Thursday, May 31, 2007

Introducing Two Buck Schmuck


Today I start a hopefully somewhat regular feature.

Late last millenia I had quite the lovely time reporting on the dregs of Hollywood after it had dripped from the first-run moviehouses on to the sticky floors of the Davis Theater.

A few things have happened since my Davis Theater days.

1. The Davis, while still cheaper than many moviehouses, cannot really be called a "cheap theater" any more.
2. I live nowhere close to the Davis any more. I live really, really freaking far away "nowhere close".
3. I got wall-to-wall freaking kids.

In a crazy mixed-up way, rather than having my blog report on my idiosyncratic behavior, my blog is now working its own influence on my behavior.

I'm going to try and visit my new neighborhood cheap theater, the LaGrange, for the occasional 9:00pm weeknight shows, after the kids have gone to bed. The LaGrange is $2.00 per show. I'll go see a movie and then review it, most likely being entirely too snarky. Hence, the title "Two Buck Schmuck".

There's something I really enjoy about going to Le Cinema to see a shoddy piece of work for a low price, and afterwards taking pot shots at it. And, hey, if the movie turns out to not suck so bad, then I saw a good movie on the cheap.

Initial Impressions of the LaGrange
The LaGrange's lobby is kinda grungy, with dirty, threadbare carpet, similar to the Davis I fondly remember. The soda on tap is Royal Crown, the faithful, cheaper alternative to Coke and Pepsi.

I can't really give a good impression of the theater where I saw the movie, as it was dark when I arrived. It was Theater 1, which I'll call the Curvy Theater. It's narrow (though not *too* narrow) and the seats all form a curve, as this theater was probably the right side of a larger theater which at some point was split into smaller rooms.

A Snack Dilemma
I had considered sneaking in a bag of plain M&M's into the movie, while still buying a soda at the LaGrange like a good, proper theatergoer. However, since this was the start of a potentially long and beautiful relationship, I decided that I should just go ahead and purchase my M&M's there.

To my dismay, the LaGrange only carried the reviled Peanut M&M's. I told the youngish concessionaire, "Hey, I really want plain M&M's, so I'm gonna go buy some, then come back, but don't worry, I'll buy a soda." -- I figured the assurance that I would buy *some* kind of concession would mitigate the fact that I would be bringing in something from the outside -- and, hey I was being straight with him. He paused, shrugged and said, "Okay." I know what you're thinking -- "wow, that was Joe Camel smooooth."

The Movie
Okay, so I had three choices -- Premonition, 300, and Shooter.

The 9:10 showing of the Sandra Bullock film Premonition was thankfully canceled due to "technical difficulties" according to a posted note. So between 300 and Shooter I opted for Shooter, because I didn't want some muscular dudes screaming at me for an hour and a half.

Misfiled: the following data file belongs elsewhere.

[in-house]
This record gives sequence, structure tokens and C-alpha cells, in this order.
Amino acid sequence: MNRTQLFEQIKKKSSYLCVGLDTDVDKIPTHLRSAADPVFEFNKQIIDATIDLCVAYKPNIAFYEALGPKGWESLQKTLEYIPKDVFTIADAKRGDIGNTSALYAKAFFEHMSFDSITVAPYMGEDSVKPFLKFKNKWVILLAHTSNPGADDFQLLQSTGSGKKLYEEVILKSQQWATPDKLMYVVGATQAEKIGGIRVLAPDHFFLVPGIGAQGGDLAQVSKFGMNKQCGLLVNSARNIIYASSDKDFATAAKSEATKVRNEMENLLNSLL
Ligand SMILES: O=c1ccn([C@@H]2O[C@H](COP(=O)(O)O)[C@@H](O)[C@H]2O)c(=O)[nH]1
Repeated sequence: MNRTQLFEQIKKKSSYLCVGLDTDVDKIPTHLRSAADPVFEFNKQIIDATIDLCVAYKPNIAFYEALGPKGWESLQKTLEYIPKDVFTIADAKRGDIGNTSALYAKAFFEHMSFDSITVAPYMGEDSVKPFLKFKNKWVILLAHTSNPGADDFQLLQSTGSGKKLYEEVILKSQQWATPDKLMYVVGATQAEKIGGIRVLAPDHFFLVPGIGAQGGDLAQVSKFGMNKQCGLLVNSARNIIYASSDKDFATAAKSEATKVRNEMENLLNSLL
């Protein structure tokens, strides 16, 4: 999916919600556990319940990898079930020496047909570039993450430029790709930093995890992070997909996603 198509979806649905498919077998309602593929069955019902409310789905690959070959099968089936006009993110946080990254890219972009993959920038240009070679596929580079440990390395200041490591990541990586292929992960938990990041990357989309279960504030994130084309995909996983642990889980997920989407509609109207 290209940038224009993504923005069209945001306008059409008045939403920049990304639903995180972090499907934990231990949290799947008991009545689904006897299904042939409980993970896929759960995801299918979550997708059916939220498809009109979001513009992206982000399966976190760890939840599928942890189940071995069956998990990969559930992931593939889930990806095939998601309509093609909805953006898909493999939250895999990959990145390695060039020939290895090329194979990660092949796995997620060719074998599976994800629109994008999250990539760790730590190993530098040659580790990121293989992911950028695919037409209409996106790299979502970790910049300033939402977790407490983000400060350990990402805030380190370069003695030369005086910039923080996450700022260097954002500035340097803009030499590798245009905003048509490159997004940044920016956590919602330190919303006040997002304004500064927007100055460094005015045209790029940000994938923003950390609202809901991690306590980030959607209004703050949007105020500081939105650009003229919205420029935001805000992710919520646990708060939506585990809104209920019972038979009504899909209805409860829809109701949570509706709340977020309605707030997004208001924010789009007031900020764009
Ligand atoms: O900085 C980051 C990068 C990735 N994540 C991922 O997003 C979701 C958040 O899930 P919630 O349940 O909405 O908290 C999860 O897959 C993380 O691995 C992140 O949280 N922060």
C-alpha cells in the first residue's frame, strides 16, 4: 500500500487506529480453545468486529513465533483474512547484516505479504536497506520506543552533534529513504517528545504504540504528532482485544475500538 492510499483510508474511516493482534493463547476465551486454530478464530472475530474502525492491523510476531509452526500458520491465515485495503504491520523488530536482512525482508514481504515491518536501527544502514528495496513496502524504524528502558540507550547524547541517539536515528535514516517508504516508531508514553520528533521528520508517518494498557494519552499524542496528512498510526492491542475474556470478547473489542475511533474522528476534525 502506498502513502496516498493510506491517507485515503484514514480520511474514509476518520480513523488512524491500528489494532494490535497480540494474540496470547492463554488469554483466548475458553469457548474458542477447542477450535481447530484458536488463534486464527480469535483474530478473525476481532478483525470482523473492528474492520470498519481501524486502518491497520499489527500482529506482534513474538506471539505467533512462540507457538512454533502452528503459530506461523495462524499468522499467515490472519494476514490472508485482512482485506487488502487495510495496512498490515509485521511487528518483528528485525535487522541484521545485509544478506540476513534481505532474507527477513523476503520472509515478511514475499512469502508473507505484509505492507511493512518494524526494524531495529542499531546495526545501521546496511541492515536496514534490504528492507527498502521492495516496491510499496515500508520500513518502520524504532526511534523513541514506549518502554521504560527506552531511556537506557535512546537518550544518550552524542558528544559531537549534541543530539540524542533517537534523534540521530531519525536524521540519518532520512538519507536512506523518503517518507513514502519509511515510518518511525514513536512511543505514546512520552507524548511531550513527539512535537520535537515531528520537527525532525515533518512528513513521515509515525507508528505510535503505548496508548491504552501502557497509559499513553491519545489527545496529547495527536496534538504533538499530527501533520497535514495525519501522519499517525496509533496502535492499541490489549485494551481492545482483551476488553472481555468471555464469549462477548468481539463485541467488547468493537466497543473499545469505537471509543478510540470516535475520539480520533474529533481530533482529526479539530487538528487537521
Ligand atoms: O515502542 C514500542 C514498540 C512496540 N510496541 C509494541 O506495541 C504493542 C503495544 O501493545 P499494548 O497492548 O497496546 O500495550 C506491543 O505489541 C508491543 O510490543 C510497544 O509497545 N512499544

I have seen one movie by Shooter's director Antoine Fuqua, the overrated Training Day, where Denzel Washington grabs the viewer and shakes them until he receives an Oscar (it worked!).

I like this director's name, if only for the fact that I can say for his new movie, "What the Fuqua were you thinking, Antoine?"

This is an action movie which feels very similar to a 1980's action movie (particularly the 1985 movie Commando) but tries to play it somber instead of playing up the cartoonish elements that made the 1980's action movies cheesily enjoyable.

Don't get me wrong, there's some freaking cheesy moments here. The name of the protagonist (Mark Wahlberg) is Bob Lee Swagger. OH MY GOD. Why couldn't his middle name have been "BigBalls"? There are some choice scenes with Bob and his dog, where his dog opens a refrigerator and retrieves a beer for him. No, it didn't then proceed to pull out a bottle opener, pop the top and pour the contents into a frosty mug. That lame, good-for-nothing dog.

Bob's love interest is played by an actress who is introduced with nipples in a white tank top. Later on, she is held captive in bra and panties. Now that's something exploitative they didn't do to Alyssa Milano in Commando. Granted, she was only twelve.

A couple character actors pop up in this movie that I generally like, but didn't like in this movie. Ned Beatty is wasted as a Snidely Whiplash-ish senator. Near the end of the movie he's crawling away from Bob Swagger on his stomach. No, there was no anal rape involved.

Elias Koteas, who has perhaps the most wondrous name ever (say it with me -- E-li-as Ko-te-as) plays a reptilian crony of the big bad guys, but not an interesting one. I feel that directors should let this guy improvise in whatever roles he plays. He'd probably come up with something interesting. Aside from having his arm shot off, he doesn't have a lot to do here.

Danny Glover has a horribly stinky part as an ex-Colonel evil guy, but I don't like him that much as an actor (two words -- Predator 2).

My main problem with this movie wasn't the cheese, the predicatable plot, or the bad characterization. I realized I find it hard to root for a character that routinely shoots people in the head from a long ways away. You can try to portray the target of a sniper as deserving his or her fate, but still, the sniper is picking people off, literally blowing chunks of their brains out.

Seeing this movie made me think of soldiers getting killed in Iraq, and the sniper shootings in the D.C. area from a few years back.

There is something really cowardly, non-action-movie-heroic about picking people off while you're hiding. I'm sure it's a very valuable military strategy, but I didn't really root for Mr. Swagger as he amassed an impressive body count.

And don't get me even started on the ending. It's too late! I've already started! During most of the run of the movie, Bob Swagger is the suspected attempted assassin of the President of the U.S.

He gives himself up and is granted a five minute discussion with the US Attorney General. His sniper rifle (which was supposedly used to attempt to kill the President) is in the room where he is meeting with the Attorney General. An FBI agent who he hooks up with during the course of the movie is also present.